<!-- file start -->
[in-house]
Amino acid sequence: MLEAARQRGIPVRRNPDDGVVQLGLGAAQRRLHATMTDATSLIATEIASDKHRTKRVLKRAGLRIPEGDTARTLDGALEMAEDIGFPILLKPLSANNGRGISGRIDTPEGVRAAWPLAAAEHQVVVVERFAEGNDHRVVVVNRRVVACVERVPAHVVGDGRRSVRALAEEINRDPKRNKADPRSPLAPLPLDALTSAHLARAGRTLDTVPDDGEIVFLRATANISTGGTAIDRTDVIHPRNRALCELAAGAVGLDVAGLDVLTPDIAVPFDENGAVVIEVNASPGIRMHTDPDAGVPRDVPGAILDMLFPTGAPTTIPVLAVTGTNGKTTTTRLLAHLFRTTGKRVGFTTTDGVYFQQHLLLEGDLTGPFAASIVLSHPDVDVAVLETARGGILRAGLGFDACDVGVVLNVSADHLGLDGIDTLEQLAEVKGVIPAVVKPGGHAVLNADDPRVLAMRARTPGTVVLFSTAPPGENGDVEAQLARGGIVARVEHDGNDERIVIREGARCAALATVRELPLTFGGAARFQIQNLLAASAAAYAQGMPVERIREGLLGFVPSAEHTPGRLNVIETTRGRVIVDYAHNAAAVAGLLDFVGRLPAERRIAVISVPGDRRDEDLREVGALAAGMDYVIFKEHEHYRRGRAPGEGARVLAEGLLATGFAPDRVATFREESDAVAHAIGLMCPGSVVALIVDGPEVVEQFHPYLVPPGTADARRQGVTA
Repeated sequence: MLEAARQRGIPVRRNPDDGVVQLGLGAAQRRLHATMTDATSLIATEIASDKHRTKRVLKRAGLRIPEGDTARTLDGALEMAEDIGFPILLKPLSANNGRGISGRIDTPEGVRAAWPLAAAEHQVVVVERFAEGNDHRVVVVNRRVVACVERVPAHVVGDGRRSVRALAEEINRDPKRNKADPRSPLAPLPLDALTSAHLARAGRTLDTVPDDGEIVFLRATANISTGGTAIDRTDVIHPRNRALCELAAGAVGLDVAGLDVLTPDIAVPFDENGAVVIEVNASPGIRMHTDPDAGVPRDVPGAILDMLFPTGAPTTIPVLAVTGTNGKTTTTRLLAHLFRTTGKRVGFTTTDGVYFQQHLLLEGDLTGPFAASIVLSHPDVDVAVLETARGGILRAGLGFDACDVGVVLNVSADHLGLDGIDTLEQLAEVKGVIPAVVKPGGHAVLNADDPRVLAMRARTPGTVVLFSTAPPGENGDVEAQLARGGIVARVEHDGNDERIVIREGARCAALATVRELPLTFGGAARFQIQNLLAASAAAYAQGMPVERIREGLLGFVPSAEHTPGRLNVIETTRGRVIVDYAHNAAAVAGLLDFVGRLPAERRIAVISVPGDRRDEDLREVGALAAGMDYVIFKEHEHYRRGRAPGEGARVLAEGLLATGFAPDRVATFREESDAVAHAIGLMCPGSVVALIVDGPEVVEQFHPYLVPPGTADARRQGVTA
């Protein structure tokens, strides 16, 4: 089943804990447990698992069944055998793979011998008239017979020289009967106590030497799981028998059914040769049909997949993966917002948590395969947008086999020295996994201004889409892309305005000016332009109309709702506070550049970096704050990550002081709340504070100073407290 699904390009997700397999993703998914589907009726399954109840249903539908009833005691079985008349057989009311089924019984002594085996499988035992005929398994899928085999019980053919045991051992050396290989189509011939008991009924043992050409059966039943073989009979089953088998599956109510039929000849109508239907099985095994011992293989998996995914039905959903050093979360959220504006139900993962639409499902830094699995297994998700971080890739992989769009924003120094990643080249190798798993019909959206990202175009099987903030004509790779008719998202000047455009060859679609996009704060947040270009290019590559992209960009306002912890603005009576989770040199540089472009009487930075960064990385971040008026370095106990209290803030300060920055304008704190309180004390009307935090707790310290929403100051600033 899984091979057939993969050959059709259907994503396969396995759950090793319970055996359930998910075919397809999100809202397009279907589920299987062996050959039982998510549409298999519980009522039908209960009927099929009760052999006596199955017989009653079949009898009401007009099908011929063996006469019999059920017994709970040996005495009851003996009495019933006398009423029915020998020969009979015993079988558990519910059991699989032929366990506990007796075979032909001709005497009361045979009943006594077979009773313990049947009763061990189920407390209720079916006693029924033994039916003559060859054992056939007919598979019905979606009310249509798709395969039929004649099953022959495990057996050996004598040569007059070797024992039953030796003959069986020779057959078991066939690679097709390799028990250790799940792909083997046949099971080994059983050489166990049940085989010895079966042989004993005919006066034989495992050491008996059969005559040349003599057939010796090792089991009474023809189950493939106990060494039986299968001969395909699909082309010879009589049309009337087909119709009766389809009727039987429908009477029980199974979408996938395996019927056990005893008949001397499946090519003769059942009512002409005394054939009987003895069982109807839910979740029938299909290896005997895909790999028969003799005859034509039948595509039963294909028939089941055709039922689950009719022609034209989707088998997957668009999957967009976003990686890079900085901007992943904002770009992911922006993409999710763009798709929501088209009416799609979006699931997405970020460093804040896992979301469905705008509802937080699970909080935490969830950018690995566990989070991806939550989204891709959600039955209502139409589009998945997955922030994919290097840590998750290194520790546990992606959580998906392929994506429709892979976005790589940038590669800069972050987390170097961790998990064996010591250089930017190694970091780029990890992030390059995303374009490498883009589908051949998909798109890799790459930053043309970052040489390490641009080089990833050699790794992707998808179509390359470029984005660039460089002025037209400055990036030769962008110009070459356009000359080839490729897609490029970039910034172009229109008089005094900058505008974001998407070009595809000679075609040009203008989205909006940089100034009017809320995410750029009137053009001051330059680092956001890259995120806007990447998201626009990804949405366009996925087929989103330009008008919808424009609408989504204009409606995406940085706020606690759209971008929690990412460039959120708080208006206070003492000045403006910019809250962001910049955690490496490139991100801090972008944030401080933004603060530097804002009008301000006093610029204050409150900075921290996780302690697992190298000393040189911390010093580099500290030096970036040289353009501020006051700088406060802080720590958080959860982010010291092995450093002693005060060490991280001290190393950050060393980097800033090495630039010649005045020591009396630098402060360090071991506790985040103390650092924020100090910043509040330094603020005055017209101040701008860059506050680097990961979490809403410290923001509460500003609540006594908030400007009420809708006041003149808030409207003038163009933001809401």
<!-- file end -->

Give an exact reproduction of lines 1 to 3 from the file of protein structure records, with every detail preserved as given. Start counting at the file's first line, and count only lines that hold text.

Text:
[in-house]
Amino acid sequence: MLEAARQRGIPVRRNPDDGVVQLGLGAAQRRLHATMTDATSLIATEIASDKHRTKRVLKRAGLRIPEGDTARTLDGALEMAEDIGFPILLKPLSANNGRGISGRIDTPEGVRAAWPLAAAEHQVVVVERFAEGNDHRVVVVNRRVVACVERVPAHVVGDGRRSVRALAEEINRDPKRNKADPRSPLAPLPLDALTSAHLARAGRTLDTVPDDGEIVFLRATANISTGGTAIDRTDVIHPRNRALCELAAGAVGLDVAGLDVLTPDIAVPFDENGAVVIEVNASPGIRMHTDPDAGVPRDVPGAILDMLFPTGAPTTIPVLAVTGTNGKTTTTRLLAHLFRTTGKRVGFTTTDGVYFQQHLLLEGDLTGPFAASIVLSHPDVDVAVLETARGGILRAGLGFDACDVGVVLNVSADHLGLDGIDTLEQLAEVKGVIPAVVKPGGHAVLNADDPRVLAMRARTPGTVVLFSTAPPGENGDVEAQLARGGIVARVEHDGNDERIVIREGARCAALATVRELPLTFGGAARFQIQNLLAASAAAYAQGMPVERIREGLLGFVPSAEHTPGRLNVIETTRGRVIVDYAHNAAAVAGLLDFVGRLPAERRIAVISVPGDRRDEDLREVGALAAGMDYVIFKEHEHYRRGRAPGEGARVLAEGLLATGFAPDRVATFREESDAVAHAIGLMCPGSVVALIVDGPEVVEQFHPYLVPPGTADARRQGVTA
Repeated sequence: MLEAARQRGIPVRRNPDDGVVQLGLGAAQRRLHATMTDATSLIATEIASDKHRTKRVLKRAGLRIPEGDTARTLDGALEMAEDIGFPILLKPLSANNGRGISGRIDTPEGVRAAWPLAAAEHQVVVVERFAEGNDHRVVVVNRRVVACVERVPAHVVGDGRRSVRALAEEINRDPKRNKADPRSPLAPLPLDALTSAHLARAGRTLDTVPDDGEIVFLRATANISTGGTAIDRTDVIHPRNRALCELAAGAVGLDVAGLDVLTPDIAVPFDENGAVVIEVNASPGIRMHTDPDAGVPRDVPGAILDMLFPTGAPTTIPVLAVTGTNGKTTTTRLLAHLFRTTGKRVGFTTTDGVYFQQHLLLEGDLTGPFAASIVLSHPDVDVAVLETARGGILRAGLGFDACDVGVVLNVSADHLGLDGIDTLEQLAEVKGVIPAVVKPGGHAVLNADDPRVLAMRARTPGTVVLFSTAPPGENGDVEAQLARGGIVARVEHDGNDERIVIREGARCAALATVRELPLTFGGAARFQIQNLLAASAAAYAQGMPVERIREGLLGFVPSAEHTPGRLNVIETTRGRVIVDYAHNAAAVAGLLDFVGRLPAERRIAVISVPGDRRDEDLREVGALAAGMDYVIFKEHEHYRRGRAPGEGARVLAEGLLATGFAPDRVATFREESDAVAHAIGLMCPGSVVALIVDGPEVVEQFHPYLVPPGTADARRQGVTA